The hon. Gentleman makes an excellent point. There has been a brutal crackdown on protests, with 2,354 violations of human rights, including 17 deaths and 17 rapes. I hope that the Minister will take that into account and tell us what precisely the Government will do to achieve change. I also want to know whether the Government’s policy on sanctions is being co-ordinated with the policy being run by the Department for International Development to tackle the drought. Obviously, sanctions can be tricky when they are against a country delivering aid, as knowing which transactions can pass through and which cannot can be complicated.
I do not know whether, as well as discussing the sanctions with the European Union, the Minister has been co-ordinating with the African Union. The current position is that Zimbabwe will not be allowed to rejoin the Commonwealth until it improves its human rights record, but will the Minister please tell us the co-ordination mechanism with the African Union?
That brings me to my final general point, which I also raised in our last debate on sanctions. How will we co-ordinate with the European Union after we have left? Everybody in this House fully understands that just one country’s sanctions cannot be effective. This only works when we have co-ordination internationally. Sometimes that co-ordination is at the UN level and sometimes, as in the case of these regimes, it is at the European level, but the Minister has not as yet been able to tell us what co-ordination mechanisms the Government are planning post Brexit. It would be interesting to know from him what he envisages, both in the scenario of leaving with a deal and in the case of leaving without a deal.
Forgive me, Madam Deputy Speaker, but I need to duck out immediately after my speech, as I have explained to the Whip on duty. I intend to return, I hope in time for the wind-ups. Forgive me for leaving immediately after a speech, which I rarely do.
I want to speak briefly to emphasise the importance of the roll-over of these sanctions, in particular in relation to Syria, an area I know something about, and the prohibition of chemical weapons. Sanctions are an international symbol, and they are important not only as regards the individuals designated, but as a sign of international concern about breaches of international law. We live in a fragile world. It is made up of different blocs that have created a post-war consensus, and a series of rules and regulations that have held the world in check, including in some very difficult areas.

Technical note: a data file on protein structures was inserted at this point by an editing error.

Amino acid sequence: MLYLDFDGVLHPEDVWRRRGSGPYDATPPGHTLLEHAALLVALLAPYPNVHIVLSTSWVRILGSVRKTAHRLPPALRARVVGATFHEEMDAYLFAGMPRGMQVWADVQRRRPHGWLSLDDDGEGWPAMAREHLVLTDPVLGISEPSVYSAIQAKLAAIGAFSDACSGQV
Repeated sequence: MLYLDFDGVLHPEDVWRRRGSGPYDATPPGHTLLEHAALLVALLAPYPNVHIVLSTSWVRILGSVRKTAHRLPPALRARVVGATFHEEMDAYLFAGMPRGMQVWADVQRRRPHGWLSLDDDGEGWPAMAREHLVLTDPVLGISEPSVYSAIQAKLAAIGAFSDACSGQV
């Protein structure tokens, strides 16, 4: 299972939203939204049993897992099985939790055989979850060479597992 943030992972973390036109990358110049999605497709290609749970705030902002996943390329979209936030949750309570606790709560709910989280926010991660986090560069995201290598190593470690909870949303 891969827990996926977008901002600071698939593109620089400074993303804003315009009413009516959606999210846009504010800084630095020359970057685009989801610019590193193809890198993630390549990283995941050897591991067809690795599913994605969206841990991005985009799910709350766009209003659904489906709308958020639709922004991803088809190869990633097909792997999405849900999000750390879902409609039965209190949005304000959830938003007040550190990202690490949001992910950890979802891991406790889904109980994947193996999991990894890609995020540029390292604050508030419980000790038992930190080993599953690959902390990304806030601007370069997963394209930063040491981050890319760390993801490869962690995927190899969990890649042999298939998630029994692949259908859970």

I agree with Helen Goodman that the prohibition of chemical weapons measure has worked particularly well, as has the nuclear non-proliferation treaty. If it is breached—it has been broken in relation to Syria and in relation to the UK in recent times—we are all at risk. Ensuring that there is a sanctions regime is important in itself, and for the individuals concerned.
I am concerned about the risk of Syria becoming almost a forgotten conflict, because it is no longer on the front pages—and it needs to be. As some of us feared, there was a risk that interventions in Syria—not by the west, but by Russia, Iran and Hezbollah—would enable the regime to recover territory and effectively reach a position where the conflict was resolved to its benefit. As that has gone quiet, we have forgotten the indignities suffered by the Syrian people—the millions who have been displaced internally and the millions who have gone abroad. The sanctions regime is essential to keep that in people’s minds. Sanctions contain those who have been associated with a regime that has waged war and made chemical attacks on its own people.
There is a concern about so-called normalisation. There has to be a future for the countries that border Syria; we all understand that. Lebanon and Jordan in particular want to return refugees—of course they do—but there can be no normalisation with a regime that continues to treat its people as it does. We are aware that when refugees go back to recovered areas in Lebanon or Jordan, and speak to their families and say what is happening, they are interrogated. Young people are conscripted and taken away to potential battle areas. The same indignities that were heaped on people and the offences committed against them in the past take place again. There can be no normalisation in those circumstances. It would matter hugely to those who are watching every move, and who believe that there should be justice after the conflict, if sanctions were not rolled over, and if we were not able to take this sort of action in Syria,.
My very good and right hon. Friend talks about sanctions and something happening. Under international law, what can happen to people who are named in one of these sanctions?
The sanctions have been imposed on a series of individuals connected with the regime. They affect their financial transactions. Many of them remain involved internationally; they want to make investments, to have money coming through, and to be able to conduct their business. Sanctions make that difficult. We know that around any regime there are the cronies who keep it in place through their use of money and assets. Sanctions make all that much more difficult.